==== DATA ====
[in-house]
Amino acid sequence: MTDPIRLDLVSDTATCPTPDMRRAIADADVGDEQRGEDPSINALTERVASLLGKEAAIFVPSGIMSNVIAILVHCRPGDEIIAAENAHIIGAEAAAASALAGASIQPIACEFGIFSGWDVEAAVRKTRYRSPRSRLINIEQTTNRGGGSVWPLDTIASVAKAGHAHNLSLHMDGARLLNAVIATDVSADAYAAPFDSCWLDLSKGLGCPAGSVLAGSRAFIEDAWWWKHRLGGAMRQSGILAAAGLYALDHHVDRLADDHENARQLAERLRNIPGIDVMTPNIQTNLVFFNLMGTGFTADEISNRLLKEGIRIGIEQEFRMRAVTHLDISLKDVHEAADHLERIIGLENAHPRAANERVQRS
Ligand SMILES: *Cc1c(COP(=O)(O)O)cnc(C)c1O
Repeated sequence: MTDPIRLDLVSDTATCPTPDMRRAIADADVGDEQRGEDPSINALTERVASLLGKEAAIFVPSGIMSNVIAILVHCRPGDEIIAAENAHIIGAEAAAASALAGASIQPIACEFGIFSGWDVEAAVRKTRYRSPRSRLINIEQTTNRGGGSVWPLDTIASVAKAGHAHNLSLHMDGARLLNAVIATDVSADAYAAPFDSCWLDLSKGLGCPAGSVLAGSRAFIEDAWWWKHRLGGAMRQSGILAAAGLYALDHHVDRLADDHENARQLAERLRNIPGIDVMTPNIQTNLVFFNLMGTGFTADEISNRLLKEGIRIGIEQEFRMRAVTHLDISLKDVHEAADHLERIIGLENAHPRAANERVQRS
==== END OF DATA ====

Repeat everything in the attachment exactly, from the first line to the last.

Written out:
[in-house]
Amino acid sequence: MTDPIRLDLVSDTATCPTPDMRRAIADADVGDEQRGEDPSINALTERVASLLGKEAAIFVPSGIMSNVIAILVHCRPGDEIIAAENAHIIGAEAAAASALAGASIQPIACEFGIFSGWDVEAAVRKTRYRSPRSRLINIEQTTNRGGGSVWPLDTIASVAKAGHAHNLSLHMDGARLLNAVIATDVSADAYAAPFDSCWLDLSKGLGCPAGSVLAGSRAFIEDAWWWKHRLGGAMRQSGILAAAGLYALDHHVDRLADDHENARQLAERLRNIPGIDVMTPNIQTNLVFFNLMGTGFTADEISNRLLKEGIRIGIEQEFRMRAVTHLDISLKDVHEAADHLERIIGLENAHPRAANERVQRS
Ligand SMILES: *Cc1c(COP(=O)(O)O)cnc(C)c1O
Repeated sequence: MTDPIRLDLVSDTATCPTPDMRRAIADADVGDEQRGEDPSINALTERVASLLGKEAAIFVPSGIMSNVIAILVHCRPGDEIIAAENAHIIGAEAAAASALAGASIQPIACEFGIFSGWDVEAAVRKTRYRSPRSRLINIEQTTNRGGGSVWPLDTIASVAKAGHAHNLSLHMDGARLLNAVIATDVSADAYAAPFDSCWLDLSKGLGCPAGSVLAGSRAFIEDAWWWKHRLGGAMRQSGILAAAGLYALDHHVDRLADDHENARQLAERLRNIPGIDVMTPNIQTNLVFFNLMGTGFTADEISNRLLKEGIRIGIEQEFRMRAVTHLDISLKDVHEAADHLERIIGLENAHPRAANERVQRS